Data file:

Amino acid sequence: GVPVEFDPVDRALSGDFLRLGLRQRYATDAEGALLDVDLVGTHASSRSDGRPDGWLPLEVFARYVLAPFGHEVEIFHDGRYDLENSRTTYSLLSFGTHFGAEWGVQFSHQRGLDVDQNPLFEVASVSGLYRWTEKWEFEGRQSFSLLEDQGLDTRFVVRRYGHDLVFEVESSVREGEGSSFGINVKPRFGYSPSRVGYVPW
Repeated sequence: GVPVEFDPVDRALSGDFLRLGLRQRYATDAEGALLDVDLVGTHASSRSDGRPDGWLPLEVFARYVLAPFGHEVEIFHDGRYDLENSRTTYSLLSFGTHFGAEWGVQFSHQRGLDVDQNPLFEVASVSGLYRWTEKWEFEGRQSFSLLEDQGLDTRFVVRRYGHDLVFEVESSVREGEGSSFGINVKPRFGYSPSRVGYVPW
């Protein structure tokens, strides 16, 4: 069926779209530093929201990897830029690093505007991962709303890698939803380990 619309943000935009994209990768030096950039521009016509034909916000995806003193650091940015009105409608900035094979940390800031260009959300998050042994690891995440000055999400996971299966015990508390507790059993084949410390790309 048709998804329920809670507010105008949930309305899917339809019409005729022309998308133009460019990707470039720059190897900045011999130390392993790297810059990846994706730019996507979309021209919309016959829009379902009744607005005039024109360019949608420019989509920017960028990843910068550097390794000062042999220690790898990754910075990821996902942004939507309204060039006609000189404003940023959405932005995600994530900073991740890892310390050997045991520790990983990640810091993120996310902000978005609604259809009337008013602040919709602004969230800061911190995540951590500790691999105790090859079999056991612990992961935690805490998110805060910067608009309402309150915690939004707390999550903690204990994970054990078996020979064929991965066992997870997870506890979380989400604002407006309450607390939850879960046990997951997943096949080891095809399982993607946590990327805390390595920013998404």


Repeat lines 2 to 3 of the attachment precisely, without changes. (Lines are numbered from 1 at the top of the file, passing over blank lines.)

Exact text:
Repeated sequence: GVPVEFDPVDRALSGDFLRLGLRQRYATDAEGALLDVDLVGTHASSRSDGRPDGWLPLEVFARYVLAPFGHEVEIFHDGRYDLENSRTTYSLLSFGTHFGAEWGVQFSHQRGLDVDQNPLFEVASVSGLYRWTEKWEFEGRQSFSLLEDQGLDTRFVVRRYGHDLVFEVESSVREGEGSSFGINVKPRFGYSPSRVGYVPW
């Protein structure tokens, strides 16, 4: 069926779209530093929201990897830029690093505007991962709303890698939803380990 619309943000935009994209990768030096950039521009016509034909916000995806003193650091940015009105409608900035094979940390800031260009959300998050042994690891995440000055999400996971299966015990508390507790059993084949410390790309 048709998804329920809670507010105008949930309305899917339809019409005729022309998308133009460019990707470039720059190897900045011999130390392993790297810059990846994706730019996507979309021209919309016959829009379902009744607005005039024109360019949608420019989509920017960028990843910068550097390794000062042999220690790898990754910075990821996902942004939507309204060039006609000189404003940023959405932005995600994530900073991740890892310390050997045991520790990983990640810091993120996310902000978005609604259809009337008013602040919709602004969230800061911190995540951590500790691999105790090859079999056991612990992961935690805490998110805060910067608009309402309150915690939004707390999550903690204990994970054990078996020979064929991965066992997870997870506890979380989400604002407006309450607390939850879960046990997951997943096949080891095809399982993607946590990327805390390595920013998404």